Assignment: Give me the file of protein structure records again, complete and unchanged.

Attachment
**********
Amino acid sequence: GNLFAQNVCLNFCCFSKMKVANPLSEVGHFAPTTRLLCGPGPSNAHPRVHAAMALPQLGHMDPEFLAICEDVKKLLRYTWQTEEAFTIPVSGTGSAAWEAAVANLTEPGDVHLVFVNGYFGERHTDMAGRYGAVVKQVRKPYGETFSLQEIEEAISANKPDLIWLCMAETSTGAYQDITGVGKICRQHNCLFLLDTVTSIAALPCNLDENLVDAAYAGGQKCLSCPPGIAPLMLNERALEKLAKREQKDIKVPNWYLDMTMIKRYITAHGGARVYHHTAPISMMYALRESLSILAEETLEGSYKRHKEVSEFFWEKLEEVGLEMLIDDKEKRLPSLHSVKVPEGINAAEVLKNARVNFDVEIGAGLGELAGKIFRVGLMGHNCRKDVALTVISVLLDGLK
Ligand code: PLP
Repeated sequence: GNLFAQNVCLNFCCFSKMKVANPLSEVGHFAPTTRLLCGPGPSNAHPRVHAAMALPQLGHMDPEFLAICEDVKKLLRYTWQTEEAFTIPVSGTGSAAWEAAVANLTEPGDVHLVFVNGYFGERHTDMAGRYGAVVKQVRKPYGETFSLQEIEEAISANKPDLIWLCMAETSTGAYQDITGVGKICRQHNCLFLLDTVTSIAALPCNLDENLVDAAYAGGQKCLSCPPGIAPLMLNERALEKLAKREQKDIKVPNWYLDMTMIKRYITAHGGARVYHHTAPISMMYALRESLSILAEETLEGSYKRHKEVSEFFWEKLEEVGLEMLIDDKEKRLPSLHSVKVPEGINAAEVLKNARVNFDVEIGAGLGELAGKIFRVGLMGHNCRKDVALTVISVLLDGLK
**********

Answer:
Amino acid sequence: GNLFAQNVCLNFCCFSKMKVANPLSEVGHFAPTTRLLCGPGPSNAHPRVHAAMALPQLGHMDPEFLAICEDVKKLLRYTWQTEEAFTIPVSGTGSAAWEAAVANLTEPGDVHLVFVNGYFGERHTDMAGRYGAVVKQVRKPYGETFSLQEIEEAISANKPDLIWLCMAETSTGAYQDITGVGKICRQHNCLFLLDTVTSIAALPCNLDENLVDAAYAGGQKCLSCPPGIAPLMLNERALEKLAKREQKDIKVPNWYLDMTMIKRYITAHGGARVYHHTAPISMMYALRESLSILAEETLEGSYKRHKEVSEFFWEKLEEVGLEMLIDDKEKRLPSLHSVKVPEGINAAEVLKNARVNFDVEIGAGLGELAGKIFRVGLMGHNCRKDVALTVISVLLDGLK
Ligand code: PLP
Repeated sequence: GNLFAQNVCLNFCCFSKMKVANPLSEVGHFAPTTRLLCGPGPSNAHPRVHAAMALPQLGHMDPEFLAICEDVKKLLRYTWQTEEAFTIPVSGTGSAAWEAAVANLTEPGDVHLVFVNGYFGERHTDMAGRYGAVVKQVRKPYGETFSLQEIEEAISANKPDLIWLCMAETSTGAYQDITGVGKICRQHNCLFLLDTVTSIAALPCNLDENLVDAAYAGGQKCLSCPPGIAPLMLNERALEKLAKREQKDIKVPNWYLDMTMIKRYITAHGGARVYHHTAPISMMYALRESLSILAEETLEGSYKRHKEVSEFFWEKLEEVGLEMLIDDKEKRLPSLHSVKVPEGINAAEVLKNARVNFDVEIGAGLGELAGKIFRVGLMGHNCRKDVALTVISVLLDGLK